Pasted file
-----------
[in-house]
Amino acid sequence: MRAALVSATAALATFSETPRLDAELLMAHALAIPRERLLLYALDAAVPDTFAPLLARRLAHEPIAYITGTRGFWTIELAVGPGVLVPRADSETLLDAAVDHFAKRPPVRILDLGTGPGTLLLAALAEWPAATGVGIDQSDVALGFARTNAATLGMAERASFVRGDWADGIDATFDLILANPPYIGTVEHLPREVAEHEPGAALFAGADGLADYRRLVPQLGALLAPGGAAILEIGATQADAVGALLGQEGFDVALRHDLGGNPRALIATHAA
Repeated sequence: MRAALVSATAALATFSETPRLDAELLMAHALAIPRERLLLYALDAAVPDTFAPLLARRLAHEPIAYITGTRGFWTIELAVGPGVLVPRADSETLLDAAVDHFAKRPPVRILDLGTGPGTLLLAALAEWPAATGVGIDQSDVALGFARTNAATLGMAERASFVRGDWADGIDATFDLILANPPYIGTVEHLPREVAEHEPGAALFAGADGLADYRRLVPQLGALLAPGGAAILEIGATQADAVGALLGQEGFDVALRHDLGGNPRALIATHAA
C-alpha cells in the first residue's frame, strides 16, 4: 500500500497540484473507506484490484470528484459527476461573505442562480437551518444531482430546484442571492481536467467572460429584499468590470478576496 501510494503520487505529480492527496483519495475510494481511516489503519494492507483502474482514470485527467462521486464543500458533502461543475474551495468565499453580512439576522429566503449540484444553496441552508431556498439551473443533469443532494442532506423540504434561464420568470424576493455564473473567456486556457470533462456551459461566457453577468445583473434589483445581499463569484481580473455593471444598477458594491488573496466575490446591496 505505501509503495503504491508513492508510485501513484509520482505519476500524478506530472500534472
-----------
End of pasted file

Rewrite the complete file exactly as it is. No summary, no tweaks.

[in-house]
Amino acid sequence: MRAALVSATAALATFSETPRLDAELLMAHALAIPRERLLLYALDAAVPDTFAPLLARRLAHEPIAYITGTRGFWTIELAVGPGVLVPRADSETLLDAAVDHFAKRPPVRILDLGTGPGTLLLAALAEWPAATGVGIDQSDVALGFARTNAATLGMAERASFVRGDWADGIDATFDLILANPPYIGTVEHLPREVAEHEPGAALFAGADGLADYRRLVPQLGALLAPGGAAILEIGATQADAVGALLGQEGFDVALRHDLGGNPRALIATHAA
Repeated sequence: MRAALVSATAALATFSETPRLDAELLMAHALAIPRERLLLYALDAAVPDTFAPLLARRLAHEPIAYITGTRGFWTIELAVGPGVLVPRADSETLLDAAVDHFAKRPPVRILDLGTGPGTLLLAALAEWPAATGVGIDQSDVALGFARTNAATLGMAERASFVRGDWADGIDATFDLILANPPYIGTVEHLPREVAEHEPGAALFAGADGLADYRRLVPQLGALLAPGGAAILEIGATQADAVGALLGQEGFDVALRHDLGGNPRALIATHAA
C-alpha cells in the first residue's frame, strides 16, 4: 500500500497540484473507506484490484470528484459527476461573505442562480437551518444531482430546484442571492481536467467572460429584499468590470478576496 501510494503520487505529480492527496483519495475510494481511516489503519494492507483502474482514470485527467462521486464543500458533502461543475474551495468565499453580512439576522429566503449540484444553496441552508431556498439551473443533469443532494442532506423540504434561464420568470424576493455564473473567456486556457470533462456551459461566457453577468445583473434589483445581499463569484481580473455593471444598477458594491488573496466575490446591496 505505501509503495503504491508513492508510485501513484509520482505519476500524478506530472500534472